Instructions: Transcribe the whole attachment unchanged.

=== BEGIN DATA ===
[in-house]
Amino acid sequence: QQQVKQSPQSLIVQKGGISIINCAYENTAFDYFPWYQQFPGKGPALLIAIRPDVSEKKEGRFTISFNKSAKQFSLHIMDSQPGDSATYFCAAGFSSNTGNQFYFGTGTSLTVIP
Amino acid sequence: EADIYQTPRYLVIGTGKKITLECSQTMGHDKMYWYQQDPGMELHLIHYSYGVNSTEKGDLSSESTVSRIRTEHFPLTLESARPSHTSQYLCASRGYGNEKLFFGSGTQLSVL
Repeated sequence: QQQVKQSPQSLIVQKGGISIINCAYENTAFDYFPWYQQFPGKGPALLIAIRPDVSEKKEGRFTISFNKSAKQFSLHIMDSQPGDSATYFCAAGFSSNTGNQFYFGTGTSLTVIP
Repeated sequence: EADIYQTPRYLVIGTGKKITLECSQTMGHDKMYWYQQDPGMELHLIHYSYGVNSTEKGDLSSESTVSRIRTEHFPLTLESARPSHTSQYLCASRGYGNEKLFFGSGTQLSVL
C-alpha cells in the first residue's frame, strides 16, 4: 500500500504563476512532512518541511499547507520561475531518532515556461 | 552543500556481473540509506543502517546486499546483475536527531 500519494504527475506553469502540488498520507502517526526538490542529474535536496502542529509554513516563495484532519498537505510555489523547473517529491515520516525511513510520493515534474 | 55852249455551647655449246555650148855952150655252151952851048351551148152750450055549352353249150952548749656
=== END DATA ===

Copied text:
[in-house]
Amino acid sequence: QQQVKQSPQSLIVQKGGISIINCAYENTAFDYFPWYQQFPGKGPALLIAIRPDVSEKKEGRFTISFNKSAKQFSLHIMDSQPGDSATYFCAAGFSSNTGNQFYFGTGTSLTVIP
Amino acid sequence: EADIYQTPRYLVIGTGKKITLECSQTMGHDKMYWYQQDPGMELHLIHYSYGVNSTEKGDLSSESTVSRIRTEHFPLTLESARPSHTSQYLCASRGYGNEKLFFGSGTQLSVL
Repeated sequence: QQQVKQSPQSLIVQKGGISIINCAYENTAFDYFPWYQQFPGKGPALLIAIRPDVSEKKEGRFTISFNKSAKQFSLHIMDSQPGDSATYFCAAGFSSNTGNQFYFGTGTSLTVIP
Repeated sequence: EADIYQTPRYLVIGTGKKITLECSQTMGHDKMYWYQQDPGMELHLIHYSYGVNSTEKGDLSSESTVSRIRTEHFPLTLESARPSHTSQYLCASRGYGNEKLFFGSGTQLSVL
C-alpha cells in the first residue's frame, strides 16, 4: 500500500504563476512532512518541511499547507520561475531518532515556461 | 552543500556481473540509506543502517546486499546483475536527531 500519494504527475506553469502540488498520507502517526526538490542529474535536496502542529509554513516563495484532519498537505510555489523547473517529491515520516525511513510520493515534474 | 55852249455551647655449246555650148855952150655252151952851048351551148152750450055549352353249150952548749656